The influence of the presidential science advisor in the US has risen and fallen, depending on the administration, the New York Times writes.
It add that the position was first established by President Harry Truman in 1951, but that President Richard Nixon did away with the post in 1973, before Congress revived it and created the White House Office of Science and Technology Policy.
The Times writes that President Joe Biden appears to be promoting the position, as he has made it a Cabinet-level post. He further has charged his choice for the spot, the Broad Institute's Eric Lander, in a public letter with ensuring scientific advances help all Americans. However, the Times notes that the Biden Administration has also moved ahead with new science initiatives, even as Lander has yet to be confirmed by the Senate, calling into question how involved he might be.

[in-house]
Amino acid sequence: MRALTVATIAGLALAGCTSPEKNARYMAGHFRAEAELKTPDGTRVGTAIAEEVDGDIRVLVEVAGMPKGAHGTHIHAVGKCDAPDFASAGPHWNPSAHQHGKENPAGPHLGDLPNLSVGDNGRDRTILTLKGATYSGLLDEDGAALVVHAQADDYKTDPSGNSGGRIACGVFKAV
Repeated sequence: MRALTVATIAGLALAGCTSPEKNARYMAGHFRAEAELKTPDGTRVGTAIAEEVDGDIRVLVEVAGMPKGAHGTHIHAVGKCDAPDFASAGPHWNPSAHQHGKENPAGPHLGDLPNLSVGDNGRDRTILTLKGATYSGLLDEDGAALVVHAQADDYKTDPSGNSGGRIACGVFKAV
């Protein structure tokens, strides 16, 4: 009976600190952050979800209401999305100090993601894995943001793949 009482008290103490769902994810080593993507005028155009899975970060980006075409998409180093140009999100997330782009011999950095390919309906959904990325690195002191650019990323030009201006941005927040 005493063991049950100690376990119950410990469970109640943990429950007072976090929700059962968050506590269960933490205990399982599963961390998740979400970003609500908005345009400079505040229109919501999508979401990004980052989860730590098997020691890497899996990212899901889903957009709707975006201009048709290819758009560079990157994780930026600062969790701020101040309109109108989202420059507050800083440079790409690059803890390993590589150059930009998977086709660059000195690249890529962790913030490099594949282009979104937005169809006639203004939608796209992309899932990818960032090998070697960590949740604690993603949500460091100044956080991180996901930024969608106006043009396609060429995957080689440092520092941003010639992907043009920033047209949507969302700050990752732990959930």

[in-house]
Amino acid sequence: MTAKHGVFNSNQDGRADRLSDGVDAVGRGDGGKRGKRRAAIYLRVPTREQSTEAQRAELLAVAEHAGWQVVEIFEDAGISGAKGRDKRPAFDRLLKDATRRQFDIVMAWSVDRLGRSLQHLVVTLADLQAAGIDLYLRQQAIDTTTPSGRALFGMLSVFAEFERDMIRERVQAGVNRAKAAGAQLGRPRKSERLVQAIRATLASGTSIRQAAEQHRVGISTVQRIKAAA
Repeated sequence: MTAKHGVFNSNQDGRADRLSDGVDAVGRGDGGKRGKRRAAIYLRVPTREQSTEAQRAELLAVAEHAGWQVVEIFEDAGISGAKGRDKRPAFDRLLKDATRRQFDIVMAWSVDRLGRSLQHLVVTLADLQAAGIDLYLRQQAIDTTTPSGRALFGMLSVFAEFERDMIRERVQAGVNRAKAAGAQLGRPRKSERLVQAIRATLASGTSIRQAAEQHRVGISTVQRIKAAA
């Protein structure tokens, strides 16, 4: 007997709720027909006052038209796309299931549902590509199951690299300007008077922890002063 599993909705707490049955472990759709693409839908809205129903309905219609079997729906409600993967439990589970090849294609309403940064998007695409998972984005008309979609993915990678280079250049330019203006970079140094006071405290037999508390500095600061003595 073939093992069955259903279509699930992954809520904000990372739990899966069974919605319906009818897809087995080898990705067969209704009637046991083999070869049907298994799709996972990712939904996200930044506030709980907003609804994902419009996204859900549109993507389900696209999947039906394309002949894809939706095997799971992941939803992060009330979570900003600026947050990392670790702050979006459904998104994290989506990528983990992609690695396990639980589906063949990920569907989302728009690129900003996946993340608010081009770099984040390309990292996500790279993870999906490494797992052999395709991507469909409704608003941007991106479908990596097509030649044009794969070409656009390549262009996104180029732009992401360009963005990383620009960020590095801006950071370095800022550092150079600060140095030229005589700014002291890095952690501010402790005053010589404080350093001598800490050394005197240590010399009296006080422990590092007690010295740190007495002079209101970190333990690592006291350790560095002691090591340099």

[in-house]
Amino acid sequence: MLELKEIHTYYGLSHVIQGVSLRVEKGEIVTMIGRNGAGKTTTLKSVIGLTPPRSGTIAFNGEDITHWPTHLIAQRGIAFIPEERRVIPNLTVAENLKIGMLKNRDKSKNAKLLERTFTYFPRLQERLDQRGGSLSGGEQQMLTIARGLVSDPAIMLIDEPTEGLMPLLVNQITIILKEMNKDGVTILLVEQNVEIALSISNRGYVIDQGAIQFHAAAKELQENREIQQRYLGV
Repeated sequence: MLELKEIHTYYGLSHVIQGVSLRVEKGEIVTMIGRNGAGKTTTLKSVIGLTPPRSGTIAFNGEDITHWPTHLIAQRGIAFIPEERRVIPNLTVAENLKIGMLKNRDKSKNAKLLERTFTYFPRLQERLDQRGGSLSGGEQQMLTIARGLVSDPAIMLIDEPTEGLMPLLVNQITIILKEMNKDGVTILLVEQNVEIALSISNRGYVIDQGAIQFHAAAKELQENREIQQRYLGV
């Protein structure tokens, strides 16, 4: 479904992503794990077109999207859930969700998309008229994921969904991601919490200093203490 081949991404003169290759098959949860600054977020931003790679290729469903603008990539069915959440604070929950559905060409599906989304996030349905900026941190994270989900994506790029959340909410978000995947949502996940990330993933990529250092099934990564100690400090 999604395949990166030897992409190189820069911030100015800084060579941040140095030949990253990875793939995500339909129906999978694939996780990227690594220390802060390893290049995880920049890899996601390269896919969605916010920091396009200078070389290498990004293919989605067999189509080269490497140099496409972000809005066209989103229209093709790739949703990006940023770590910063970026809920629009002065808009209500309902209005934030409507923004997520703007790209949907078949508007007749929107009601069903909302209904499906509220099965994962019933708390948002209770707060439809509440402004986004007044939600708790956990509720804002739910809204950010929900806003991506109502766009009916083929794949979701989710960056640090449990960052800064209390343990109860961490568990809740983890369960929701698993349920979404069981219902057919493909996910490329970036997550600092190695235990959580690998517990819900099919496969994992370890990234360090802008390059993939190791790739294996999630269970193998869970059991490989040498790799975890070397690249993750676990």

According to Politico, the delay in Lander's confirmation is in part due to concerns about meetings he had in 2012 with the financier Jeffrey Epstein, who was charged with sex trafficking before his death. It adds that Lander and the White House say he met Epstein briefly at two events and had no relationship with him.
The Times adds that Lander's confirmation hearing is scheduled for Thursday.